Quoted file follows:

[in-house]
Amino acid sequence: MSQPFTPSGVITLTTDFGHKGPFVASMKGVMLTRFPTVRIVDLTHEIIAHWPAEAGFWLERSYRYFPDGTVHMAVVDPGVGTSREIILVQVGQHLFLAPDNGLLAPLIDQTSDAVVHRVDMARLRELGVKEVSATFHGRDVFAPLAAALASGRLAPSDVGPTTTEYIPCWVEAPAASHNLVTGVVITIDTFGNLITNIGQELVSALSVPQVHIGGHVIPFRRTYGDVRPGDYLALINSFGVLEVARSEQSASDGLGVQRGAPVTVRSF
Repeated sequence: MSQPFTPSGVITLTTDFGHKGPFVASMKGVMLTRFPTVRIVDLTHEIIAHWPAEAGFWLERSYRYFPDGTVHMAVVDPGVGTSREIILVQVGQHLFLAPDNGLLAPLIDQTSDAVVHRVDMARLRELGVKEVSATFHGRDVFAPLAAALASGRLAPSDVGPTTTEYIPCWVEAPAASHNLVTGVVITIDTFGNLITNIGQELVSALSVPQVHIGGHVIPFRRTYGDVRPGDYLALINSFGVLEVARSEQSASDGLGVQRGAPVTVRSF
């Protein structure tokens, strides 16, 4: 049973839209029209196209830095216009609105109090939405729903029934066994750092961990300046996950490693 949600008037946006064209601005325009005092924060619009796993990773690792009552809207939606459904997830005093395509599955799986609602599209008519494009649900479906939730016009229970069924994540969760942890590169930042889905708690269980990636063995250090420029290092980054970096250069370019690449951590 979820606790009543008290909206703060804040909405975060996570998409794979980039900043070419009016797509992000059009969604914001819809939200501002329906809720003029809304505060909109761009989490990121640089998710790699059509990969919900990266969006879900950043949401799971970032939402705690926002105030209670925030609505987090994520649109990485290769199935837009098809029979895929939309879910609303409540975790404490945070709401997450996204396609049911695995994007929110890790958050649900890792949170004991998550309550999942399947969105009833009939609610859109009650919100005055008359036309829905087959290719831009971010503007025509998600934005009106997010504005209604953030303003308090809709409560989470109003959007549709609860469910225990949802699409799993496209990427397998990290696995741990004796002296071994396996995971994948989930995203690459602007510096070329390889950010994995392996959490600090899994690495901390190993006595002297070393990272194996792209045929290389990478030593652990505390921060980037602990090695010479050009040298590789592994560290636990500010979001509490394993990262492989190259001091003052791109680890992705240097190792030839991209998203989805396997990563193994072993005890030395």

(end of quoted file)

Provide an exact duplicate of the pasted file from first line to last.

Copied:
[in-house]
Amino acid sequence: MSQPFTPSGVITLTTDFGHKGPFVASMKGVMLTRFPTVRIVDLTHEIIAHWPAEAGFWLERSYRYFPDGTVHMAVVDPGVGTSREIILVQVGQHLFLAPDNGLLAPLIDQTSDAVVHRVDMARLRELGVKEVSATFHGRDVFAPLAAALASGRLAPSDVGPTTTEYIPCWVEAPAASHNLVTGVVITIDTFGNLITNIGQELVSALSVPQVHIGGHVIPFRRTYGDVRPGDYLALINSFGVLEVARSEQSASDGLGVQRGAPVTVRSF
Repeated sequence: MSQPFTPSGVITLTTDFGHKGPFVASMKGVMLTRFPTVRIVDLTHEIIAHWPAEAGFWLERSYRYFPDGTVHMAVVDPGVGTSREIILVQVGQHLFLAPDNGLLAPLIDQTSDAVVHRVDMARLRELGVKEVSATFHGRDVFAPLAAALASGRLAPSDVGPTTTEYIPCWVEAPAASHNLVTGVVITIDTFGNLITNIGQELVSALSVPQVHIGGHVIPFRRTYGDVRPGDYLALINSFGVLEVARSEQSASDGLGVQRGAPVTVRSF
């Protein structure tokens, strides 16, 4: 049973839209029209196209830095216009609105109090939405729903029934066994750092961990300046996950490693 949600008037946006064209601005325009005092924060619009796993990773690792009552809207939606459904997830005093395509599955799986609602599209008519494009649900479906939730016009229970069924994540969760942890590169930042889905708690269980990636063995250090420029290092980054970096250069370019690449951590 979820606790009543008290909206703060804040909405975060996570998409794979980039900043070419009016797509992000059009969604914001819809939200501002329906809720003029809304505060909109761009989490990121640089998710790699059509990969919900990266969006879900950043949401799971970032939402705690926002105030209670925030609505987090994520649109990485290769199935837009098809029979895929939309879910609303409540975790404490945070709401997450996204396609049911695995994007929110890790958050649900890792949170004991998550309550999942399947969105009833009939609610859109009650919100005055008359036309829905087959290719831009971010503007025509998600934005009106997010504005209604953030303003308090809709409560989470109003959007549709609860469910225990949802699409799993496209990427397998990290696995741990004796002296071994396996995971994948989930995203690459602007510096070329390889950010994995392996959490600090899994690495901390190993006595002297070393990272194996792209045929290389990478030593652990505390921060980037602990090695010479050009040298590789592994560290636990500010979001509490394993990262492989190259001091003052791109680890992705240097190792030839991209998203989805396997990563193994072993005890030395």